In Perowne's commentary on the Psalms in one volume, he quotes Calvin on page 445 in his treatment of Psalm 56.

"Assuredly," says Calvin, "this is the true test and proof of our faith; when fears harass us, so far as our fleshly nature is concerned (pro sensu carnis), but do not overthrow and unsettle our minds. It seems, indeed, as if fear and hope were feelings too contrary the one to the other to dwell in the same heart; but experience shows that Hope there in fact really reigns where some portion of the heart is possessed by Fear. . . ."

He goes on for a few more sentences. Where in Calvin's writings did he in fact write this? Thanks!

1 Answer 1


This is from Calvin's treatment of Psalm 56:3. The most common translation of this work, by James Anderson (published 1846), is available online for free, and the relevant section reads:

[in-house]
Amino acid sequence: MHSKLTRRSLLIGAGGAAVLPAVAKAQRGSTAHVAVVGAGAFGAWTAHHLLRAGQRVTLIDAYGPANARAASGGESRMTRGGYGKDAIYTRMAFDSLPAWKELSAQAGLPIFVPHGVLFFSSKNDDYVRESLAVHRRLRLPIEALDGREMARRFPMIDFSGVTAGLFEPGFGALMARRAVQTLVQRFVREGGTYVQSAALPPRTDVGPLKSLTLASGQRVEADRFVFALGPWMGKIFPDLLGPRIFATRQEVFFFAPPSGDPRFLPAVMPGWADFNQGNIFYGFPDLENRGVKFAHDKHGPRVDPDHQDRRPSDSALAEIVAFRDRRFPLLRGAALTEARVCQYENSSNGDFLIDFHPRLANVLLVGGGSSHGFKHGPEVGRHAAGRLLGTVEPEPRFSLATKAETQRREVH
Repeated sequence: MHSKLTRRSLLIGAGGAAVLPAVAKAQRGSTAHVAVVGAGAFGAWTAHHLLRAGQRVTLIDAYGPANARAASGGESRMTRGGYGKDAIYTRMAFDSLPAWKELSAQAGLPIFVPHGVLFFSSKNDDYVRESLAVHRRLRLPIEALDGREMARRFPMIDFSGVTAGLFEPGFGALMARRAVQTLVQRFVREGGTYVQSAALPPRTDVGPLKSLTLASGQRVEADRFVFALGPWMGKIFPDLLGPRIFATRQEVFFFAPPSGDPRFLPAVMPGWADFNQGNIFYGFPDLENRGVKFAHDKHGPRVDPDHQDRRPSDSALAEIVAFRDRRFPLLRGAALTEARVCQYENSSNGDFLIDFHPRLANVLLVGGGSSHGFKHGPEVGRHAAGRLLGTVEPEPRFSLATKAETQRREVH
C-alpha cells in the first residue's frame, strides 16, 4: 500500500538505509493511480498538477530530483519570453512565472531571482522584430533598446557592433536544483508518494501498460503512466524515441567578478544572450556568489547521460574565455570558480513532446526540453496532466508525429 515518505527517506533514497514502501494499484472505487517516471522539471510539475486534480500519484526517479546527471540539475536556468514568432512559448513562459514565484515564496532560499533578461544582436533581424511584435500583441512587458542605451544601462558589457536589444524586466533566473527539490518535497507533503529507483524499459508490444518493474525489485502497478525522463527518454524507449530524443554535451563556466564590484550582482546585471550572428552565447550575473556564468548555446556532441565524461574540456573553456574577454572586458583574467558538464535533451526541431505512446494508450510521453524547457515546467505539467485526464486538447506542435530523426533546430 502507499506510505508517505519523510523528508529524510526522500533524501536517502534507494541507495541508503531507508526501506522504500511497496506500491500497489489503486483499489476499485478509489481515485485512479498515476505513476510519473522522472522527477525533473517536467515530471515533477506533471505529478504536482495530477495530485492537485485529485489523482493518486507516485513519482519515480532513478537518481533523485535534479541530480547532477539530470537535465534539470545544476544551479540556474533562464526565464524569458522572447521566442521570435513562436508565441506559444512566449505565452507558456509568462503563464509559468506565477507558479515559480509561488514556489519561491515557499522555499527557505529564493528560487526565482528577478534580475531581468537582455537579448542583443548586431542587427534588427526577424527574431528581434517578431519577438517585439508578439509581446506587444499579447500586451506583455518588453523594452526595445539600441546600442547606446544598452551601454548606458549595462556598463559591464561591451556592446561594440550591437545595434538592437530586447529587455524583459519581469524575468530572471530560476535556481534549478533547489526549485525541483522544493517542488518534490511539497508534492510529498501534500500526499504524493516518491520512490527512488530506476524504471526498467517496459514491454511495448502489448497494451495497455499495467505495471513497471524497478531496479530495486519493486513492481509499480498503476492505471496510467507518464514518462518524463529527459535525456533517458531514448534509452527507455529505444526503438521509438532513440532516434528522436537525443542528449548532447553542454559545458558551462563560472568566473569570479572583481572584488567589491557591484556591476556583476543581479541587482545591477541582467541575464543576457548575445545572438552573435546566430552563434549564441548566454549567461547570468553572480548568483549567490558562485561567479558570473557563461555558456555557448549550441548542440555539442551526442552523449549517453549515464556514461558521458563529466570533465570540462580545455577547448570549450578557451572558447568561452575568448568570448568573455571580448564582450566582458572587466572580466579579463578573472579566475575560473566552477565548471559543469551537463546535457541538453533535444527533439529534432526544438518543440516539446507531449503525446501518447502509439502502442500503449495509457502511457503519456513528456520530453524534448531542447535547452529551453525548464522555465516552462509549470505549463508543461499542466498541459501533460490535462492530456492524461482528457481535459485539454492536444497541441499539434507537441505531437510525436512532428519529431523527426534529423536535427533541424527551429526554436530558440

The true proof of faith consists in this, that when we feel the solicitations of natural fear, we can resist them, and prevent them from obtaining an undue ascendancy. Fear and hope may seem opposite and incompatible affections, yet it is proved by observation, that the latter never comes into full sway unless there exists some measure of the former. (CCEL; cf. Google Books)

Comparing your quote to this one, it's easy to see how they differ only in translation. Since his exact wording doesn't appear to predate his work, it seems likely that Perowne provides his own translation of Calvin's original text.


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